The Hon. E.S. BOURKE (15:15): 

I seek leave to make a brief explanation before asking a question of the Minister for Human Services regarding block funding.

Leave granted.

The Hon. E.S. BOURKE: 

On 30 June, block funding contracts for disability services will end, with the NDIS still not fully rolled out and service providers unfunded for many of their programs. My questions to the minister are: has the minister made any allowance in the 2019-20 budget for ongoing funding for services previously funded under block funding arrangements? How will people access services if they have not moved to the NDIS, either due to delays or not qualifying for the scheme?

The Hon. J.M.A. LENSINK (Minister for Human Services) (15:16): 

I thank the honourable member for her question, although I do find it disturbing that the Labor Party continues to peddle things which are patently untrue.

The Department of Human Services has previously provided grant funding to disability services providers quarterly in advance, with payments made in July, October, December and April. This funding was individualised, with a notational amount allocated to each client receiving services. When a client transitions to the NDIS, funding to the provider is adjusted accordingly in the next payment.

To reduce the risk of overpayment to providers and the need to recover funds, the Department of Human Services is now making monthly payments to providers for the final quarter of 2019. Service providers have generally welcomed this as a sensible option that reduces the likelihood of overpayments. The Department of Human Services continues to monitor the situation and work with organisations to ensure a smooth transition to the NDIS.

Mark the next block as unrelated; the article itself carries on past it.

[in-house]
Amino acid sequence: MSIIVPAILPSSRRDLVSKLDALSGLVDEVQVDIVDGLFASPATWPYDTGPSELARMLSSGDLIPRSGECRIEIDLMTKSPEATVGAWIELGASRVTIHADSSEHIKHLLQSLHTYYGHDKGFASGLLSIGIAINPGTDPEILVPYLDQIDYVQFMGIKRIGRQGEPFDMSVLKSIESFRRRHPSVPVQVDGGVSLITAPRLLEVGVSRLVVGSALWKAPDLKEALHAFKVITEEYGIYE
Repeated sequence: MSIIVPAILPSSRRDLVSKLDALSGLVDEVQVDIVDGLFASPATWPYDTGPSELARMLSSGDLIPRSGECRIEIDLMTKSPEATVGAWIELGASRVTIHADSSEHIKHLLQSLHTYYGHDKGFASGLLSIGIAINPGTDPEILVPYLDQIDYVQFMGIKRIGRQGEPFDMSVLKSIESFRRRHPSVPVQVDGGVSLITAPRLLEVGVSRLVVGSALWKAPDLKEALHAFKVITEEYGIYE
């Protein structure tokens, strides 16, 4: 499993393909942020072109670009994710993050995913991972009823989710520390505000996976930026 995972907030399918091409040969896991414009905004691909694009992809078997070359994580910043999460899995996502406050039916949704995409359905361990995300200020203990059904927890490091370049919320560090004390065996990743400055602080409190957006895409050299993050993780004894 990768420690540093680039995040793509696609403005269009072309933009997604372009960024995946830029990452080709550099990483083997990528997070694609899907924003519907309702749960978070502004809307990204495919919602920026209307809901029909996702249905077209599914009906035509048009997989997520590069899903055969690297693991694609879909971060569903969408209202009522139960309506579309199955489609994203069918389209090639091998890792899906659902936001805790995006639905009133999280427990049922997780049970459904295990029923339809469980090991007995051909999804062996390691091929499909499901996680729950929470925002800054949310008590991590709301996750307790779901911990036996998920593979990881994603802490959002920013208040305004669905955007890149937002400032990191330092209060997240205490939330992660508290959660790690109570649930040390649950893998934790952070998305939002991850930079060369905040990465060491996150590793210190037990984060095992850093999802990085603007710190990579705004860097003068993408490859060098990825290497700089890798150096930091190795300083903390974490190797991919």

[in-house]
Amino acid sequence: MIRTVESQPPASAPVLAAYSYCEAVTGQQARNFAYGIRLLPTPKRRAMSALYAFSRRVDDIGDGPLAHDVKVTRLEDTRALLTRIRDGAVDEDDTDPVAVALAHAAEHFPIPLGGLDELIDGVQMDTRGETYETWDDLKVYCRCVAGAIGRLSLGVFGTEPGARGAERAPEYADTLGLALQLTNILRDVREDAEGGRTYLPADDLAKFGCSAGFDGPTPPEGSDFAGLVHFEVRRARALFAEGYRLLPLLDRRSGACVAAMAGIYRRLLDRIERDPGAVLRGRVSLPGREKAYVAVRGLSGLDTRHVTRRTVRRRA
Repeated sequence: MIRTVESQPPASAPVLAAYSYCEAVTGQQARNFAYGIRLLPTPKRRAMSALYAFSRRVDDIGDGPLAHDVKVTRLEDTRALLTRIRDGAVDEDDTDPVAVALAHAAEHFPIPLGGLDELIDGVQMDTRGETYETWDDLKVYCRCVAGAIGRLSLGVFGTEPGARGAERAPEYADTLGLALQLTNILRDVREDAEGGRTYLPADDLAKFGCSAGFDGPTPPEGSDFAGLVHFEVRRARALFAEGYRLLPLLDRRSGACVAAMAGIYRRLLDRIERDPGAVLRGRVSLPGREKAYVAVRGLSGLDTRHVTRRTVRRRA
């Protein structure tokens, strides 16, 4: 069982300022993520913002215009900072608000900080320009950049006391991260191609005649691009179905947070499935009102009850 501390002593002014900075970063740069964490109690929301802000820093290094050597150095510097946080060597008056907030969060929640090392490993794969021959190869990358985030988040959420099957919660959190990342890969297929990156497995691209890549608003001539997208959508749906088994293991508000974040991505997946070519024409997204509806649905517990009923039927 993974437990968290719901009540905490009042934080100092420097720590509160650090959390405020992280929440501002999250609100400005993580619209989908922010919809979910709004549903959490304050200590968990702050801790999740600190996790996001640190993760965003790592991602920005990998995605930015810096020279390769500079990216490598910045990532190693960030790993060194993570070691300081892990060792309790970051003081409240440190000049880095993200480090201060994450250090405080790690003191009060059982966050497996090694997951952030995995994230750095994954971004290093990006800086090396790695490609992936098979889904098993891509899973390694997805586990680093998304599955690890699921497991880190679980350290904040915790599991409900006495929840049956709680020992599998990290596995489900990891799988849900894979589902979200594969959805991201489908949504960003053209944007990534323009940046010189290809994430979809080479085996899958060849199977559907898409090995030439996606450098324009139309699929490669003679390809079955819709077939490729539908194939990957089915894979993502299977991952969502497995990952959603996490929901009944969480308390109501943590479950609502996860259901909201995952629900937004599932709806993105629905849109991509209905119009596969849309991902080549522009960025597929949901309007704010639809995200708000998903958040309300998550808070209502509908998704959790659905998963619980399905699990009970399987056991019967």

Relevant organisations have also been encouraged to apply for the NDIA Information Linkages and Capacity Building (ILC) grants to assist them to sustain services into the future. Some organisations have already received such funding. Funding was also extended to support people with disability living in particular arrangements where they needed to continue to do so. There is also funding for under 65 continuity of support.

We are monitoring the final transition of people to the National Disability Insurance Scheme. It was delayed. It was initially expected that all clients would have been transitioned by 30 June 2018. As I have said repeatedly in this chamber, the numbers, I believe, of people transitioning into the scheme were overly ambitious. The Productivity Commission had advised the former federal Labor government not to implement the National Disability Insurance Scheme earlier. They ignored that advice and brought it in 12 months earlier.

As I said before, the delay in the transition of South Australia has had some mixed blessings in that it has allowed some people to take the time needed to adjust, particularly for some organisations and some participants to understand how the scheme works, because it is a radical transformation in the way that services are funded. But we are confident that the vast majority of clients who are supposed to be in the scheme will be in by 30 June. If that is not the case, then adjustments will be made accordingly to payments.